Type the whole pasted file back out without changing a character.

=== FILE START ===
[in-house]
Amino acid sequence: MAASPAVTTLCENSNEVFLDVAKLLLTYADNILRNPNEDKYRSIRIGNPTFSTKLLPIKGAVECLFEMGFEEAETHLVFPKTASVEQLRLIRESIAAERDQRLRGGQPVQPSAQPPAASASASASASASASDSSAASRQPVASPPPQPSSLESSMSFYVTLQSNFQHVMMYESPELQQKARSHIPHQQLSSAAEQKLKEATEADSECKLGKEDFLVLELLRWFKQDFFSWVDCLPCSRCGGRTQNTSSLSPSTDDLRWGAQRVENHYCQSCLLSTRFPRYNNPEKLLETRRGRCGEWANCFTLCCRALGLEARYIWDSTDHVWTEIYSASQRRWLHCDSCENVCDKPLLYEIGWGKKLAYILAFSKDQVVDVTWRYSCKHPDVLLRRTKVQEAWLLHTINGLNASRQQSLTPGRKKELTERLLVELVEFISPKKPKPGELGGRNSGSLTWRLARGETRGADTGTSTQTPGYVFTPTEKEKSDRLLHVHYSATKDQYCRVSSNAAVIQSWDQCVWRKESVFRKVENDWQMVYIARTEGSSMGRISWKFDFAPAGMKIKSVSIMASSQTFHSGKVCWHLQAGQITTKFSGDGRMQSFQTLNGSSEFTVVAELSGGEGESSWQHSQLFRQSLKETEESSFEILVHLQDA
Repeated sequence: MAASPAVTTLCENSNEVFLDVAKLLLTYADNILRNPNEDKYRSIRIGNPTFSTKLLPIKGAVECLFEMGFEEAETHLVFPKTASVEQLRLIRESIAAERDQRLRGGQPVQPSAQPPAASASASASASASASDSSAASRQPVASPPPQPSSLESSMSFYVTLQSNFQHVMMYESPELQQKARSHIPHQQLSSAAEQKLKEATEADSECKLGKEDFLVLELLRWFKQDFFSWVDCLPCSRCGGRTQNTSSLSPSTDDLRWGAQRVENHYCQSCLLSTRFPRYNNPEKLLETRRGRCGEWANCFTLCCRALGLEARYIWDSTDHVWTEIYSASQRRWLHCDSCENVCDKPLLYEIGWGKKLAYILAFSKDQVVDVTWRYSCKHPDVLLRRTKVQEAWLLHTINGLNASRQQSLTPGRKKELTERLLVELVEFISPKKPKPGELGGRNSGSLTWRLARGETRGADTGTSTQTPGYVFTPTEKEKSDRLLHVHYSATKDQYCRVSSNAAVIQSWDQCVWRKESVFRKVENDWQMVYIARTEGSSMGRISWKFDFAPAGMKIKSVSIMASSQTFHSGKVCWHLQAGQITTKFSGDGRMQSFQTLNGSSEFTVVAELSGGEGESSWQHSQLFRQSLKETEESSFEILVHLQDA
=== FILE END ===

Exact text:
[in-house]
Amino acid sequence: MAASPAVTTLCENSNEVFLDVAKLLLTYADNILRNPNEDKYRSIRIGNPTFSTKLLPIKGAVECLFEMGFEEAETHLVFPKTASVEQLRLIRESIAAERDQRLRGGQPVQPSAQPPAASASASASASASASDSSAASRQPVASPPPQPSSLESSMSFYVTLQSNFQHVMMYESPELQQKARSHIPHQQLSSAAEQKLKEATEADSECKLGKEDFLVLELLRWFKQDFFSWVDCLPCSRCGGRTQNTSSLSPSTDDLRWGAQRVENHYCQSCLLSTRFPRYNNPEKLLETRRGRCGEWANCFTLCCRALGLEARYIWDSTDHVWTEIYSASQRRWLHCDSCENVCDKPLLYEIGWGKKLAYILAFSKDQVVDVTWRYSCKHPDVLLRRTKVQEAWLLHTINGLNASRQQSLTPGRKKELTERLLVELVEFISPKKPKPGELGGRNSGSLTWRLARGETRGADTGTSTQTPGYVFTPTEKEKSDRLLHVHYSATKDQYCRVSSNAAVIQSWDQCVWRKESVFRKVENDWQMVYIARTEGSSMGRISWKFDFAPAGMKIKSVSIMASSQTFHSGKVCWHLQAGQITTKFSGDGRMQSFQTLNGSSEFTVVAELSGGEGESSWQHSQLFRQSLKETEESSFEILVHLQDA
Repeated sequence: MAASPAVTTLCENSNEVFLDVAKLLLTYADNILRNPNEDKYRSIRIGNPTFSTKLLPIKGAVECLFEMGFEEAETHLVFPKTASVEQLRLIRESIAAERDQRLRGGQPVQPSAQPPAASASASASASASASDSSAASRQPVASPPPQPSSLESSMSFYVTLQSNFQHVMMYESPELQQKARSHIPHQQLSSAAEQKLKEATEADSECKLGKEDFLVLELLRWFKQDFFSWVDCLPCSRCGGRTQNTSSLSPSTDDLRWGAQRVENHYCQSCLLSTRFPRYNNPEKLLETRRGRCGEWANCFTLCCRALGLEARYIWDSTDHVWTEIYSASQRRWLHCDSCENVCDKPLLYEIGWGKKLAYILAFSKDQVVDVTWRYSCKHPDVLLRRTKVQEAWLLHTINGLNASRQQSLTPGRKKELTERLLVELVEFISPKKPKPGELGGRNSGSLTWRLARGETRGADTGTSTQTPGYVFTPTEKEKSDRLLHVHYSATKDQYCRVSSNAAVIQSWDQCVWRKESVFRKVENDWQMVYIARTEGSSMGRISWKFDFAPAGMKIKSVSIMASSQTFHSGKVCWHLQAGQITTKFSGDGRMQSFQTLNGSSEFTVVAELSGGEGESSWQHSQLFRQSLKETEESSFEILVHLQDA